The combined entity will be a ‘large-scale’ exploration and production (E&P) company, focusing on the assets in the Delaware Basin, the western shale field within the Permian.
The new company is expected to have approximately 180,000 net leasehold acres, 40,000 net royalty acres, and a total production capacity of nearly 135,000 barrels of oil equivalent per day.
Centennial CEO Sean Smith said: “This transformative combination significantly increases scale and drives accretion across all our key financial and operating metrics.
“Colgate’s complementary, high-margin assets are a natural fit for Centennial, creating the largest pure-play E&P company in the Delaware Basin.
“Importantly, the combined company is expected to provide shareholders with an accelerated capital return program through a fixed dividend, coupled with a share repurchase plan.”
The transaction comprises 269.3 million Centennial shares, Colgate’s outstanding net debt of approximately $1.4bn, and cash of $525m.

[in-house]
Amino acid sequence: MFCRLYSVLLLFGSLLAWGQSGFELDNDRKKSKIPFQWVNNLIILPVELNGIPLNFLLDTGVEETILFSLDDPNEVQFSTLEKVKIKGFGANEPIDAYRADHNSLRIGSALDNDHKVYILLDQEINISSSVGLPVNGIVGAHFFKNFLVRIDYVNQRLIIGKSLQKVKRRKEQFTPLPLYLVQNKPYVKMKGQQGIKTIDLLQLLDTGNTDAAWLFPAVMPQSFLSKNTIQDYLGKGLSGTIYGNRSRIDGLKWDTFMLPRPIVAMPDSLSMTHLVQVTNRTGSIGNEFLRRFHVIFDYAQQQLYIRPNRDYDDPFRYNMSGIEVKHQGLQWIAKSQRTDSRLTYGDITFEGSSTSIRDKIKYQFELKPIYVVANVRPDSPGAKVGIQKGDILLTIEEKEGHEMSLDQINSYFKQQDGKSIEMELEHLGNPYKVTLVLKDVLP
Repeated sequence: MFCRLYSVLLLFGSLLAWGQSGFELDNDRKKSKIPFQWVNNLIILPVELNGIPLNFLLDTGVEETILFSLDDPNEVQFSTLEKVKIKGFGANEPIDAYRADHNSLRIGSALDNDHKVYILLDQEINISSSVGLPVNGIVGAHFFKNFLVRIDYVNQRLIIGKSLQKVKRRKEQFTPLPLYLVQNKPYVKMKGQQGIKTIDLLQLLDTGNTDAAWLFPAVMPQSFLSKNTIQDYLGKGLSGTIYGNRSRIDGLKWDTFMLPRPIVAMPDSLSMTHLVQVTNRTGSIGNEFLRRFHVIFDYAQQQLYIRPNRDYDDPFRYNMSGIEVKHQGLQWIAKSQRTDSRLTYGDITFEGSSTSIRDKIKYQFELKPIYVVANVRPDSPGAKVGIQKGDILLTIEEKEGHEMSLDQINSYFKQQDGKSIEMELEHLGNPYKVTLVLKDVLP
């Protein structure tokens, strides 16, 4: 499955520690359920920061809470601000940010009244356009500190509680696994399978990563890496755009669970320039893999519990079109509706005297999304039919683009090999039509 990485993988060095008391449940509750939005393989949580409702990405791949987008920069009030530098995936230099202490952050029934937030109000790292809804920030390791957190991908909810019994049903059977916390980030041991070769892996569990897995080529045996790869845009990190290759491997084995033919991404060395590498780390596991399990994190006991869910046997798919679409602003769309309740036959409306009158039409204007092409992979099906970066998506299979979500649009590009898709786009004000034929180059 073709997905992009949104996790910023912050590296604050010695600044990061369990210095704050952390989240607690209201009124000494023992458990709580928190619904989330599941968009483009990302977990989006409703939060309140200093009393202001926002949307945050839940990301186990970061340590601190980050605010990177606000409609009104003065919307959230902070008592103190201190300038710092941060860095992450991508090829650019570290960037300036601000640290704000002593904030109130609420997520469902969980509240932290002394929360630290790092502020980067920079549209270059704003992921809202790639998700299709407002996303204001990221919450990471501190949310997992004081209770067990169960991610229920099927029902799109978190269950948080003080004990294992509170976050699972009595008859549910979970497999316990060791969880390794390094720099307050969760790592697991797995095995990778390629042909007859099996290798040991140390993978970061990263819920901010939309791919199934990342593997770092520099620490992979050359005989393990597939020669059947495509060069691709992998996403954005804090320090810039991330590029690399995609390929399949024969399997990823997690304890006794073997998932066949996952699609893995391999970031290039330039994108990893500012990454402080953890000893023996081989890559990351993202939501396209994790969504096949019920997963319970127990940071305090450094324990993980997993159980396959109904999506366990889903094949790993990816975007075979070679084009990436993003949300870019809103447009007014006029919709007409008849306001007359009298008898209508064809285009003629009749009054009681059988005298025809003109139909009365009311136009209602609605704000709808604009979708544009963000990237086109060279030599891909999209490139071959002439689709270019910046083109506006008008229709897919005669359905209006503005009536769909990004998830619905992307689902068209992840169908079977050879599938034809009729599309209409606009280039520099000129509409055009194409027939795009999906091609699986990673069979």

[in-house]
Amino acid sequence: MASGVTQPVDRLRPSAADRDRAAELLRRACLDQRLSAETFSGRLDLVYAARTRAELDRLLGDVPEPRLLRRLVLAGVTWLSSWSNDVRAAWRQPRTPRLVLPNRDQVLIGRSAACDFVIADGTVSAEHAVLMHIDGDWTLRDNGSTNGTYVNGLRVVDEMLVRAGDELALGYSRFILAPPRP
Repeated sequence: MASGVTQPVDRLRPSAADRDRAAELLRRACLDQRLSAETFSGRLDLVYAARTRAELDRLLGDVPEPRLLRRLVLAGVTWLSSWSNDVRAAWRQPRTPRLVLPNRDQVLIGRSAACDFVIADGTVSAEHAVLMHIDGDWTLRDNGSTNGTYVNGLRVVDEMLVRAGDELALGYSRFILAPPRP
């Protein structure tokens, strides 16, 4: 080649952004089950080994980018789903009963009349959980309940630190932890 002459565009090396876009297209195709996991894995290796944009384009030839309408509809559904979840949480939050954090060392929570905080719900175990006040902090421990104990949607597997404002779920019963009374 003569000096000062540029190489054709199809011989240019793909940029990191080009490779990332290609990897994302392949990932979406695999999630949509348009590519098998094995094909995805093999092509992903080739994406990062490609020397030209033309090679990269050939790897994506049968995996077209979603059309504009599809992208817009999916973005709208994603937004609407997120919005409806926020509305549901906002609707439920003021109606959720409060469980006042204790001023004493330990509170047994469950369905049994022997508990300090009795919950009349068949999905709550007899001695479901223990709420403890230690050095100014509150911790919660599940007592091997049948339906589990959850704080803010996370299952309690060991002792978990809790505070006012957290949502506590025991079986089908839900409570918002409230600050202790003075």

Upon the completion of the transaction, Centennial shareholders will own a 53% stake in the combined company while the remaining stake will be owned by Colgate owners.
Colgate co-CEO Will Hickey said: “Both companies have established strong financial and operational cultures, and we expect the combined company will be a top-tier, low-cost operator that is able to deliver better margins and shareholder returns.”
Approved by the boards of directors of both companies, the transaction is scheduled to be closed in the later half of this year.
The merger deal is subject to customary closing conditions, including approval by Centennial shareholders and regulatory approvals.
If the deal materialises, Centennial’s current CFO George Glyphis and COO Matt Garrison will continue in their respective roles at the combined company.